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  • Writer's pictureLeigh Gerstenberger

Hidden Treasures – Part I

Updated: Nov 30, 2021

Portrait of Catherine Ten Broeck,1719


Nehemiah Partridge

With the COVID season ramping up again in certain areas of the country making air travel so challenging, my wife and I have begun taking day trips to locations within a couple of hours drive from our home.

As a result, we’ve found a few “silver linings” in the midst of the pandemic that would have in all likelihood eluded us had our proverbial wings not been clipped. Therefore, in the coming weeks, I will be profiling a few of the hidden treasures we’ve encountered during our travels so that you can enjoy them as well, either in person or vicariously through these posts.

Less than an hour’s drive from our home in Pittsburgh is the Butler Institute of American Art located on the campus of Youngstown State University in Youngstown, OH.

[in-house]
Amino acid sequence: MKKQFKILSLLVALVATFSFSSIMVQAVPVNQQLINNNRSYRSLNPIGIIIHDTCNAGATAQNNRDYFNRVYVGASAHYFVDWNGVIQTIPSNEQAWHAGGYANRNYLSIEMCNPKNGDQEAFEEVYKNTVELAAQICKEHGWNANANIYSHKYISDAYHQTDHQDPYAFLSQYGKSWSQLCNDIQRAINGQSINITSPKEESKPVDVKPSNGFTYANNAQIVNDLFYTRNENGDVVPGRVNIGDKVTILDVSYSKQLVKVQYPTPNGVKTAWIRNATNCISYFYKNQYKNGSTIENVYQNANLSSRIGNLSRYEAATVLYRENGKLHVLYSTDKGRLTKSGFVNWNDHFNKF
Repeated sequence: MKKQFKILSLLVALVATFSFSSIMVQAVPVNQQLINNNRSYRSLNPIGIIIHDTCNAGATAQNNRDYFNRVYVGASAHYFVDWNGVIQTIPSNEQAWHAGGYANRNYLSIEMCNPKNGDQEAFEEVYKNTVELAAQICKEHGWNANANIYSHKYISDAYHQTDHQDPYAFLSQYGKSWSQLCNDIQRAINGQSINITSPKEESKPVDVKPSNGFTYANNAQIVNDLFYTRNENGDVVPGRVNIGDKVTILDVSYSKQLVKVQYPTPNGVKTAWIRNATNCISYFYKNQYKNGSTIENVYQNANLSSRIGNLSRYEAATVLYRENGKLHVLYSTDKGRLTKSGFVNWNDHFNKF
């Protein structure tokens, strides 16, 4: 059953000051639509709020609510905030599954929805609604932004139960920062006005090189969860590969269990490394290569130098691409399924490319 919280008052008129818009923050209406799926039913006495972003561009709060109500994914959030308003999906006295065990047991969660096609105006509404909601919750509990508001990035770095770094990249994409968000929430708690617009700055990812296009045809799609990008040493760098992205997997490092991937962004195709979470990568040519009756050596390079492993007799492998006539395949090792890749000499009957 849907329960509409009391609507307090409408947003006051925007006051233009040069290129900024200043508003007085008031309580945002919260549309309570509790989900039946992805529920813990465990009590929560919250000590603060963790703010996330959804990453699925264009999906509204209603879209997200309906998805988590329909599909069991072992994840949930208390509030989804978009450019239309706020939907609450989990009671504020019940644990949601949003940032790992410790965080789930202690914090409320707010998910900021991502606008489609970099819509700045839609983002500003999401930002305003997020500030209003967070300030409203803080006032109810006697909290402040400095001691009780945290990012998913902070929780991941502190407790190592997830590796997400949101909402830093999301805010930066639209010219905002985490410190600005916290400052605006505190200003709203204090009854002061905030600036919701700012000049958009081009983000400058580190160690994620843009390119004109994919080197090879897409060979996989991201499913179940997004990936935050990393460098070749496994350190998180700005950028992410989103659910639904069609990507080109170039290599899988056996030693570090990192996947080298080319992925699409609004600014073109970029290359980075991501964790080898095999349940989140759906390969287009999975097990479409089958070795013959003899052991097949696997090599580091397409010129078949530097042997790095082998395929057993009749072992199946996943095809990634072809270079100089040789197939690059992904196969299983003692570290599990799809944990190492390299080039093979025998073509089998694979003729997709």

In the early 1900s, Joseph G. Butler, Jr. had a vision for a museum devoted to curating and preserving the art that America would produce which led to the creation of the first American Art Museum, and the Butler Institute was born.

To showcase the art, he knew would eventually become some of the greatest in the world, Butler commissioned McKim, Mead & White to create an architectural masterpiece. MM&W are best known for designing New York City’s Savoy Hotel and Madison Square Garden.

The original building was dedicated in 1919. This inspirational structure—crafted in the Italianate style, similar to many of the buildings throughout Washington, D.C., is now listed on the National Register of Historic places.

Today, as it was in the beginning, the Institute’s mission is to collect and preserve works of art in all media created by U.S. citizens. The Institute’s holdings now exceed 22,000 individual works, from thousands of American artists, starting from its earliest work - Portrait of Catherine Ten Broeck by Nehemiah Partridge dated 1719.

Additional information on this hidden treasure can be accessed via the museum’s website

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